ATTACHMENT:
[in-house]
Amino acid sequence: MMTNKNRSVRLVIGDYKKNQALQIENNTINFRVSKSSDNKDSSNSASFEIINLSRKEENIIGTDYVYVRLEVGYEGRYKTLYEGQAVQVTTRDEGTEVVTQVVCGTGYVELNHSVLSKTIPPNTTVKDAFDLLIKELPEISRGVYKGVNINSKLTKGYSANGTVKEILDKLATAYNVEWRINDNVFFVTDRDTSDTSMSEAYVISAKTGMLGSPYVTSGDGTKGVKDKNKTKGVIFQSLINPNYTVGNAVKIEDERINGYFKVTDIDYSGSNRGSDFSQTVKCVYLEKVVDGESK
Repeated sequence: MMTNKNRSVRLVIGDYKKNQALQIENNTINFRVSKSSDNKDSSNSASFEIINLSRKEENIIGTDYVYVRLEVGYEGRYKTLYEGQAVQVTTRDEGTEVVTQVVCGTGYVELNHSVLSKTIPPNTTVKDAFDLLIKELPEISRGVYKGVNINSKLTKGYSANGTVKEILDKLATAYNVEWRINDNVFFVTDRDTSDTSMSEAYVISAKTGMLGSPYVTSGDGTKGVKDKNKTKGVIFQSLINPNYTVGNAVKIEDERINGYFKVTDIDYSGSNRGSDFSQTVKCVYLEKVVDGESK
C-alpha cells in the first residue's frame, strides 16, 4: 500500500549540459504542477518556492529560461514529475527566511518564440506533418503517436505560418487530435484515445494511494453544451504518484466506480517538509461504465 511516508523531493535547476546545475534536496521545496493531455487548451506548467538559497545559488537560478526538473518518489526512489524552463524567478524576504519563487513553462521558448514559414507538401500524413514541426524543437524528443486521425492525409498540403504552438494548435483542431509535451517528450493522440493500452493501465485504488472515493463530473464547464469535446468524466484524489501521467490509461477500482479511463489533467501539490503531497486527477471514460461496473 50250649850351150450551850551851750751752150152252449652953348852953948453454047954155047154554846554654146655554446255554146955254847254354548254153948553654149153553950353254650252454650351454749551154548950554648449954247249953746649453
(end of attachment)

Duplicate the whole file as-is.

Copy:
[in-house]
Amino acid sequence: MMTNKNRSVRLVIGDYKKNQALQIENNTINFRVSKSSDNKDSSNSASFEIINLSRKEENIIGTDYVYVRLEVGYEGRYKTLYEGQAVQVTTRDEGTEVVTQVVCGTGYVELNHSVLSKTIPPNTTVKDAFDLLIKELPEISRGVYKGVNINSKLTKGYSANGTVKEILDKLATAYNVEWRINDNVFFVTDRDTSDTSMSEAYVISAKTGMLGSPYVTSGDGTKGVKDKNKTKGVIFQSLINPNYTVGNAVKIEDERINGYFKVTDIDYSGSNRGSDFSQTVKCVYLEKVVDGESK
Repeated sequence: MMTNKNRSVRLVIGDYKKNQALQIENNTINFRVSKSSDNKDSSNSASFEIINLSRKEENIIGTDYVYVRLEVGYEGRYKTLYEGQAVQVTTRDEGTEVVTQVVCGTGYVELNHSVLSKTIPPNTTVKDAFDLLIKELPEISRGVYKGVNINSKLTKGYSANGTVKEILDKLATAYNVEWRINDNVFFVTDRDTSDTSMSEAYVISAKTGMLGSPYVTSGDGTKGVKDKNKTKGVIFQSLINPNYTVGNAVKIEDERINGYFKVTDIDYSGSNRGSDFSQTVKCVYLEKVVDGESK
C-alpha cells in the first residue's frame, strides 16, 4: 500500500549540459504542477518556492529560461514529475527566511518564440506533418503517436505560418487530435484515445494511494453544451504518484466506480517538509461504465 511516508523531493535547476546545475534536496521545496493531455487548451506548467538559497545559488537560478526538473518518489526512489524552463524567478524576504519563487513553462521558448514559414507538401500524413514541426524543437524528443486521425492525409498540403504552438494548435483542431509535451517528450493522440493500452493501465485504488472515493463530473464547464469535446468524466484524489501521467490509461477500482479511463489533467501539490503531497486527477471514460461496473 50250649850351150450551850551851750751752150152252449652953348852953948453454047954155047154554846554654146655554446255554146955254847254354548254153948553654149153553950353254650252454650351454749551154548950554648449954247249953746649453